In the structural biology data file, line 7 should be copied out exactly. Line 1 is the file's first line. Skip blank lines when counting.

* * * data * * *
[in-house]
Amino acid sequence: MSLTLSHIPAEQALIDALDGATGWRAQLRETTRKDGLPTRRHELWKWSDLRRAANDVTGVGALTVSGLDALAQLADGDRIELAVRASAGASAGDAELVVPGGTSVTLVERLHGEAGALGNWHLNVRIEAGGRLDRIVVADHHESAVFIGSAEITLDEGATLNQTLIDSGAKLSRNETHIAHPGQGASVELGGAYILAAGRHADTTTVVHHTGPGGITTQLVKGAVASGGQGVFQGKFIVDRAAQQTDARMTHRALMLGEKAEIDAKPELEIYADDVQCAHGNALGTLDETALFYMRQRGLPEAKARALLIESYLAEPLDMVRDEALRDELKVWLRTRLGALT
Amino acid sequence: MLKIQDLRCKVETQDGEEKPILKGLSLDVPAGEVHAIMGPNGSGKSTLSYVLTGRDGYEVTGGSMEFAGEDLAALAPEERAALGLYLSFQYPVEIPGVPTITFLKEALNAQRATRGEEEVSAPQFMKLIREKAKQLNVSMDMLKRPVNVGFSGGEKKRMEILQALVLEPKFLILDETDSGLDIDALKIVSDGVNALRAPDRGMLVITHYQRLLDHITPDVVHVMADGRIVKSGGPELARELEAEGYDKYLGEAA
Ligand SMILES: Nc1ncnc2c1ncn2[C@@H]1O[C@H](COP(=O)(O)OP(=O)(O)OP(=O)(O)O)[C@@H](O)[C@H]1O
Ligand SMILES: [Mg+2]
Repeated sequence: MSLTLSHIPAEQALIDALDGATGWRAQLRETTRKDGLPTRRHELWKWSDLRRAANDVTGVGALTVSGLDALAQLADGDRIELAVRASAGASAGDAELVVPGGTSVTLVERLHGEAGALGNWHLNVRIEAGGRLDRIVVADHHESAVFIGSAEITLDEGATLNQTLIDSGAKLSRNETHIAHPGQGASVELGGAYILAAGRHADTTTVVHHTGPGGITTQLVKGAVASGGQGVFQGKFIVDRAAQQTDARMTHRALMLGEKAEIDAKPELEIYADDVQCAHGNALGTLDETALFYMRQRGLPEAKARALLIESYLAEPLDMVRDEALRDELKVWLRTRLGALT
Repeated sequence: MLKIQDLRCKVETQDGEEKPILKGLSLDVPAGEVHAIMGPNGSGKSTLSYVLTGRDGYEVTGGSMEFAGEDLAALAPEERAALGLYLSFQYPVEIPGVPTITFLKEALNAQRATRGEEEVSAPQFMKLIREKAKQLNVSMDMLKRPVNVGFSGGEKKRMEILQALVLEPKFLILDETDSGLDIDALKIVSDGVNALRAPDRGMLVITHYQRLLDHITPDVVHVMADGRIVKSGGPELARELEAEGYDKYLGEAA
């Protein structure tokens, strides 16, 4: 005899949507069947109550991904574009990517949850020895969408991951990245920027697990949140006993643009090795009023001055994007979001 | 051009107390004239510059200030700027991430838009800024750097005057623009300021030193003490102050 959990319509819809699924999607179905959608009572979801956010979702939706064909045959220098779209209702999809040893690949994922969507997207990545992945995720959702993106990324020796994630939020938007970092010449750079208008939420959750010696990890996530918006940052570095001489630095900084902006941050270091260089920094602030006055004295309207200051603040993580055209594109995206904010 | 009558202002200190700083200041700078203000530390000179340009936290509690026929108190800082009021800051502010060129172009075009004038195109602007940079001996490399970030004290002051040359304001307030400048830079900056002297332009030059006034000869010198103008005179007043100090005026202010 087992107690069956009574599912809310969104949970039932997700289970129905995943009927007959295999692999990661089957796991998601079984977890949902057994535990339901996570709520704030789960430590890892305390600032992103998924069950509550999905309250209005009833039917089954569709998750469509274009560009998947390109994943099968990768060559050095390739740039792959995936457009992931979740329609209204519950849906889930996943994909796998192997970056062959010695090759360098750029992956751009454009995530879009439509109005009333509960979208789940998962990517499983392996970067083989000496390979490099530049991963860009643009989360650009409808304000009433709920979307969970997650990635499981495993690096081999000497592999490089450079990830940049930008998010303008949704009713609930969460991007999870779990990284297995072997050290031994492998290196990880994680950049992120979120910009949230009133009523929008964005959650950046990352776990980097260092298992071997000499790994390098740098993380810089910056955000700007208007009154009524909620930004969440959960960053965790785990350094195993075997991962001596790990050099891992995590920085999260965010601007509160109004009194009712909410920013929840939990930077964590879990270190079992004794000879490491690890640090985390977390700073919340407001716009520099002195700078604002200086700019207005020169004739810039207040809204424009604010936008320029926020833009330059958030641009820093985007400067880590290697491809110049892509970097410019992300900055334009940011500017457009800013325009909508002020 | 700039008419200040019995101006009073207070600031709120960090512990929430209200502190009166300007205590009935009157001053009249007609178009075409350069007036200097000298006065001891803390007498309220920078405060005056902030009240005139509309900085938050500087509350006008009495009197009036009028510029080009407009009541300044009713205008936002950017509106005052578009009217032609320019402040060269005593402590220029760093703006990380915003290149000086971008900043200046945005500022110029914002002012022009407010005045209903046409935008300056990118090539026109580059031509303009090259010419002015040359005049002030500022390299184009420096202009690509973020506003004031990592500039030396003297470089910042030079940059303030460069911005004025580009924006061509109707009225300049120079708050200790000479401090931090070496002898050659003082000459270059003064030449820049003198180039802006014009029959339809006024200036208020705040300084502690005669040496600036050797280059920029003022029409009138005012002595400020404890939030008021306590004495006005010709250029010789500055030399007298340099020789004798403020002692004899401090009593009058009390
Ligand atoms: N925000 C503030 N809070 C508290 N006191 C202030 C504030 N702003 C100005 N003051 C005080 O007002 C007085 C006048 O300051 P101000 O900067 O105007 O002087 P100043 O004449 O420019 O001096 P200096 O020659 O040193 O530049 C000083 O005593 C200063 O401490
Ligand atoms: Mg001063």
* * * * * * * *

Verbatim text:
Repeated sequence: MLKIQDLRCKVETQDGEEKPILKGLSLDVPAGEVHAIMGPNGSGKSTLSYVLTGRDGYEVTGGSMEFAGEDLAALAPEERAALGLYLSFQYPVEIPGVPTITFLKEALNAQRATRGEEEVSAPQFMKLIREKAKQLNVSMDMLKRPVNVGFSGGEKKRMEILQALVLEPKFLILDETDSGLDIDALKIVSDGVNALRAPDRGMLVITHYQRLLDHITPDVVHVMADGRIVKSGGPELARELEAEGYDKYLGEAA